JUNEAU — The Central Council of the Tlingit and Haida Indian Tribes of Alaska is opposing a bill that would change how Alaska regulates cruise ship wastewater.
The council represents about 28,000 people. In a letter that was being distributed to lawmakers Friday, the council said the proposal would lower water quality protections and the proposal wasn’t based on the best available science.
Gov. Sean Parnell’s bill stems from a preliminary report by a science advisory panel charged with looking at cruise ship pollution. Parnell’s Environmental Conservation commissioner, Larry Hartig, has said the proposal would align rules for cruise ships with those for others that get discharge permits from the agency.
The bill also would allow authorization of mixing zones if ships meet certain standards for treatment of discharge. Hartig has said the department can set restrictions for mixing zones.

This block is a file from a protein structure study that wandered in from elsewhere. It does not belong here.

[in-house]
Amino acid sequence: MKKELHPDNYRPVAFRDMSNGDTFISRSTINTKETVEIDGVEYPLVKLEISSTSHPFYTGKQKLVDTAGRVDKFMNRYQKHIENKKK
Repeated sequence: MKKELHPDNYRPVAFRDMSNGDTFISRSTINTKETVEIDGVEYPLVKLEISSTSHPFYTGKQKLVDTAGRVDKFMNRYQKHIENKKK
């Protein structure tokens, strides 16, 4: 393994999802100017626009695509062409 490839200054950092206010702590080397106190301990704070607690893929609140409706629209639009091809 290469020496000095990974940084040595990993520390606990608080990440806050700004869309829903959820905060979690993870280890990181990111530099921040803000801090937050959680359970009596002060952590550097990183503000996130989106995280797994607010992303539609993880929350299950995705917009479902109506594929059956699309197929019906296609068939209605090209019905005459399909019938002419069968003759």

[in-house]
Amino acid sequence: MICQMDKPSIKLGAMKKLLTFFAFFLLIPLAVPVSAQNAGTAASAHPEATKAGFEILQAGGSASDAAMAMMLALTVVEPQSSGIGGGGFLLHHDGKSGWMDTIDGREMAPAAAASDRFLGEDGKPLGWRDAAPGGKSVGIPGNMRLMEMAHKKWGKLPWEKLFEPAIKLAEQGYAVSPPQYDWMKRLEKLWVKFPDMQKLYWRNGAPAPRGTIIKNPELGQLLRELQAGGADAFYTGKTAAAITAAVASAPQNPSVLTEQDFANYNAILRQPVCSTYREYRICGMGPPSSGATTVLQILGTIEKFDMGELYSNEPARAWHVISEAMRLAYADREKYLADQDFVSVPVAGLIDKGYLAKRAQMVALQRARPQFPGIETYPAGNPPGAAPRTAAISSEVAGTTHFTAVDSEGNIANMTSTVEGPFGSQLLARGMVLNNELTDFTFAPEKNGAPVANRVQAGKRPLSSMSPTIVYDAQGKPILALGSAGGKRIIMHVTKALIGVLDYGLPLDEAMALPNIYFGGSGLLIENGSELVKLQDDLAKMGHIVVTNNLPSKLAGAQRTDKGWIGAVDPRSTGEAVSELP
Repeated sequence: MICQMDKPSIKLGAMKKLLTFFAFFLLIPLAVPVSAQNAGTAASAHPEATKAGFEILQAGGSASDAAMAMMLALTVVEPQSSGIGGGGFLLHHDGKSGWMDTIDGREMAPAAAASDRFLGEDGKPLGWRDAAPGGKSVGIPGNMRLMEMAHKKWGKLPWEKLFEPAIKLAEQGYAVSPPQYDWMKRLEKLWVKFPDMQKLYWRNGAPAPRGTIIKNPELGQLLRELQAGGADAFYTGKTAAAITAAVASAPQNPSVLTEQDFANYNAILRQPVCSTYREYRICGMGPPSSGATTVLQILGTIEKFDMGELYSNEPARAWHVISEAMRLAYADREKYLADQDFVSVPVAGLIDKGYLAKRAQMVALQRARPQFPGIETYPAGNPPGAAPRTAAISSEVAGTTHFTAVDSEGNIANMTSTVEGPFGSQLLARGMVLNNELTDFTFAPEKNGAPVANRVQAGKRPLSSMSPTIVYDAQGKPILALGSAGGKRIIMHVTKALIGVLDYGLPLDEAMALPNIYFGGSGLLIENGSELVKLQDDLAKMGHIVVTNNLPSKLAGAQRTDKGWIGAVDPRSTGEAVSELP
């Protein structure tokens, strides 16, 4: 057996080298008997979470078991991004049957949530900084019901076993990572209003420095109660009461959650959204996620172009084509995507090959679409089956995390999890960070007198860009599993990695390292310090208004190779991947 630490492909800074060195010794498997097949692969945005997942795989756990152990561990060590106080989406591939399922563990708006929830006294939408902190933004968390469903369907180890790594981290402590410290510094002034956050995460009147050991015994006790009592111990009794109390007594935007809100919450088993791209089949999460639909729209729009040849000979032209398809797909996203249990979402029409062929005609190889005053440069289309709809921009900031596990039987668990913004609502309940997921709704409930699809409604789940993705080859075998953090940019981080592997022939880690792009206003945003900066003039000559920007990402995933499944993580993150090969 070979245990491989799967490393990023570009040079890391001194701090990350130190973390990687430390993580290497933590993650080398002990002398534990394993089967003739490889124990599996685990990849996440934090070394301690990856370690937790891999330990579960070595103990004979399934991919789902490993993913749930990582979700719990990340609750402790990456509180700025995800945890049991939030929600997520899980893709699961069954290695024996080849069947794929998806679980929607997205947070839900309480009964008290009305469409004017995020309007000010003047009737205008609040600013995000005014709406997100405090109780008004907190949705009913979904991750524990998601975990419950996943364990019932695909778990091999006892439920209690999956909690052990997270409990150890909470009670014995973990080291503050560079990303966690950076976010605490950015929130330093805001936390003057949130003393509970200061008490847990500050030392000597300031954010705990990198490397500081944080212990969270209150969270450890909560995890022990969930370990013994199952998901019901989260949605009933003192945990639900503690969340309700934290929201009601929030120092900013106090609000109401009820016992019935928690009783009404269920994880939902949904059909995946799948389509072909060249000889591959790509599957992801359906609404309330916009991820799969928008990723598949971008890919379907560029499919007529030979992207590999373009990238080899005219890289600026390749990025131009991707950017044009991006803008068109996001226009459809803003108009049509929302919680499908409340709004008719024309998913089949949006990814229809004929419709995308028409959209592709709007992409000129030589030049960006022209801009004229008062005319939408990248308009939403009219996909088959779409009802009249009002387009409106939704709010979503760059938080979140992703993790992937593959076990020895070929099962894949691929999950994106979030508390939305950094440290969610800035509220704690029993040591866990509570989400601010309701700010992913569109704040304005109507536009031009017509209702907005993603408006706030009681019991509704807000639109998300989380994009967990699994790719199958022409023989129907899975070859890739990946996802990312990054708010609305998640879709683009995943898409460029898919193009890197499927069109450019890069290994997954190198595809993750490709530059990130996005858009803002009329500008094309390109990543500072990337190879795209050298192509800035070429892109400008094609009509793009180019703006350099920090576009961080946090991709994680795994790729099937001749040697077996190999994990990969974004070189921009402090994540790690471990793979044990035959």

Critics say the proposal — SB29 in the Senate, HB80 in the House —would roll-back provisions of a citizen initiative requiring cruise ships meet state water quality standards when dumping wastewater.
A House vote on HB80 could come as early as Monday.
Hartig said in 2009 cruise companies weren’t meeting the more rigorous standard set out by the initiative, at least for certain pollutants. The Alaska Cruise Association, in written testimony to the House Resources Committee, said 45 organizations and local governments had passed resolutions at the time, urging action.
Lawmakers ultimately passed legislation allowing the department to temporarily let cruise ships have mixing zones. The measure also called for the advisory panel.
A scientist on the panel has testified that she disagrees with several of the report’s findings and understood it would undergo further review before being finalized.